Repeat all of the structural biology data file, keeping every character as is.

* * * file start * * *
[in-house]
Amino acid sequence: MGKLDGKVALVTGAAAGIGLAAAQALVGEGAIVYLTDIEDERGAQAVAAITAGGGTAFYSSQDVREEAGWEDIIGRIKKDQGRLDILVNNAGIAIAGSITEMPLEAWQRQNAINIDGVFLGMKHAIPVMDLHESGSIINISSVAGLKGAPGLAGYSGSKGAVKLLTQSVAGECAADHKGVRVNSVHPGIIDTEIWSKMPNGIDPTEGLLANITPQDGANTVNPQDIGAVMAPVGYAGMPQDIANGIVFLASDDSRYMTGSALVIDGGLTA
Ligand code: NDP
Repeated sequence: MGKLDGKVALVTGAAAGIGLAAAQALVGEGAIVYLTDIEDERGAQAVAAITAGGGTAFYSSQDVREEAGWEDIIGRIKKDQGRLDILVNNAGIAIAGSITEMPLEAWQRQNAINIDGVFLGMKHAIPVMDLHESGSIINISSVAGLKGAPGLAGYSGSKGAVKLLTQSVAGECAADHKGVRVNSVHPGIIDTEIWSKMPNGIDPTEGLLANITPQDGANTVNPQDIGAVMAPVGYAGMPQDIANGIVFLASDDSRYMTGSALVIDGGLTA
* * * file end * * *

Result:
[in-house]
Amino acid sequence: MGKLDGKVALVTGAAAGIGLAAAQALVGEGAIVYLTDIEDERGAQAVAAITAGGGTAFYSSQDVREEAGWEDIIGRIKKDQGRLDILVNNAGIAIAGSITEMPLEAWQRQNAINIDGVFLGMKHAIPVMDLHESGSIINISSVAGLKGAPGLAGYSGSKGAVKLLTQSVAGECAADHKGVRVNSVHPGIIDTEIWSKMPNGIDPTEGLLANITPQDGANTVNPQDIGAVMAPVGYAGMPQDIANGIVFLASDDSRYMTGSALVIDGGLTA
Ligand code: NDP
Repeated sequence: MGKLDGKVALVTGAAAGIGLAAAQALVGEGAIVYLTDIEDERGAQAVAAITAGGGTAFYSSQDVREEAGWEDIIGRIKKDQGRLDILVNNAGIAIAGSITEMPLEAWQRQNAINIDGVFLGMKHAIPVMDLHESGSIINISSVAGLKGAPGLAGYSGSKGAVKLLTQSVAGECAADHKGVRVNSVHPGIIDTEIWSKMPNGIDPTEGLLANITPQDGANTVNPQDIGAVMAPVGYAGMPQDIANGIVFLASDDSRYMTGSALVIDGGLTA